We'd spent the last two weeks making the grounds safe for a wedding. We'd done nothing about the destroyed sheds, destroyed concrete slab, rebuilding a well house, repairs to the house itself or to our two vehicles and the camper. Our John Deere tractor was in the shop; we didn't know if it could be repaired or would be totaled. Our new well system was exposed to rain and blowing dirt as was most of everything else we owned that resided outside the house.
We took most of the week following the wedding off; recovering from it all. But all too soon it was time to focus on those things. All too soon, I was back on the phone with insurance adjusters and contractors setting up appointments. David was outside staring at all the work that remained to do clearing away the barn.
First on the list was to get the vehicles inspected and into the repair shop. We'd have to fit that all in around work and end of school year activities and a camping trip planned last year. The Camper was taken in and examined and found to have sustained nothing but superficial damage. It had been knocked off its support block and lost a reflector cover or two but not enough to go forward with a claim at this point.
The Trailblazer was hit with flying sheet metal and barn wood during the storm. It lost its side mirror, two hubcaps; required a new windshield and hail damage repair. In the end, it would be the end of June before it went in for repairs; three sides of it were painted after 9 days in the repair shop, along with a new windshield and replaced hub caps.
The night of the storm, the Grand Am was parked just the other side of the truck; although we thought the damage to it was some hail and a few scratches in the end, the cost to repair it was greater than that of the truck. It also got a new windshield and a complete paint job although we needed to pay for a small portion of that total repainting. The Grand Am was in the shop from July 1 - July 19th.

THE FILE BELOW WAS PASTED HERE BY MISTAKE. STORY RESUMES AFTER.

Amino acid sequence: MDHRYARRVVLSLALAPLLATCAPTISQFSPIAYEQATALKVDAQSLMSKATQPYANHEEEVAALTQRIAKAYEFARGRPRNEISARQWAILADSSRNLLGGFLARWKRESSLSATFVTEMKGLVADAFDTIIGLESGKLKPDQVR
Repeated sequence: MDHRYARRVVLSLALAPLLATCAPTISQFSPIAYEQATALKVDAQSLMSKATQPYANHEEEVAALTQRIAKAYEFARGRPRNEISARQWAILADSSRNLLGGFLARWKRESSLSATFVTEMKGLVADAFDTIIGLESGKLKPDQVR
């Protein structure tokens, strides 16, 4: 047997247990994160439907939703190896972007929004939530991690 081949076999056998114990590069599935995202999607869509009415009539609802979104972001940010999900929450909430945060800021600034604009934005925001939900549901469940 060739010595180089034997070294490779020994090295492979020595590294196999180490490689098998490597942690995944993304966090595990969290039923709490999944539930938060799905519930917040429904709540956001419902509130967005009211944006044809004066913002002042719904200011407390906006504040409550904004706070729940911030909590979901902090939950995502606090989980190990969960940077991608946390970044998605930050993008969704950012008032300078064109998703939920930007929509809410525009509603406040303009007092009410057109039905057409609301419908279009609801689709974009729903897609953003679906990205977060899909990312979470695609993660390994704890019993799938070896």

Two weeks after the wedding, the contractors arrived for the repairs to the house; a new bathroom roof, several replaced sections on the main roof, a few minor damages to some siding, a couple of missing screens and some inside repair to walls. We gotten off pretty lucky. Visitors to the place the day after the storm said that it looked as if the house had remained inside a bubble while destruction took place all around it. The minor damage to it kind of proves their point, and mine that there were Angels on our roof that night.
We couldn't get to the business of removing our destroyed sheds or slab until the barn was off of them. The roots of the fallen pecan tree was under the remains of the barn literally holding up one corner of it. Another corner was held up by David's home made sawhorses that had been in the barn holding wood we had been painting for the framing and walls of the Gazebo. Yet another corner of the barn still lay on a section of our fencing; we'd put in temporary posts and strung wire fencing in a new spot in order to keep our dogs safely enclosed.
The stump you see is holding up one corner of the barn; what you can't see is that the
concrete slab floor of the barn is standing straight up about 6 fix tall.
This crack in our slab goes from one end of the slab to the other.
It will all need to be hauled away and re-poured.
This is a photo of the back side of our shed where David's Canoe was stored. The barn is now leaning on it. We used that back corner of the barn, an old mule shed, for storage with the farmer's permission - still under all of that to this day are several of our ladders, trellis we were saving for the extended shower enclosure, and more things that we cannot remember just yet.
All along the fences there were holes from limbs of the topped and thinned trees where the force of the wind and downdrafts had driven them deep into the ground. We'd used logs from the clean up to fill those holes until after the wedding when we'd have time to fill those holes with dirt.
We got back to work on those things we could accomplish while we waited for our Farmer's son to get the barn hauled away. We filled in holes along the fence line. We salvaged what we could from the wooden shed and took most of it to Nikki and J.C's house for temporary storage. We moved kayaks and sheet metal roofing and salvaged barn wood to the side of the house where we locked it down to protect it from the lookie lous who still wandered right up onto the property. We took what we could from the metal shed - tools and remote control hobby cars etc. - into the house to temporarily store it in our eaves.
To this day, we haven't found temporary homes for all of the things we stored in the barn and the two sheds....we are extending the roofing and screening of our outdoor shower to house those things until we can rebuild. We extended the footprint of the Well House to store our yard tools (rakes etc.) in it until we can rebuild.
Much of our conversation is prefaced now with "after we rebuild".....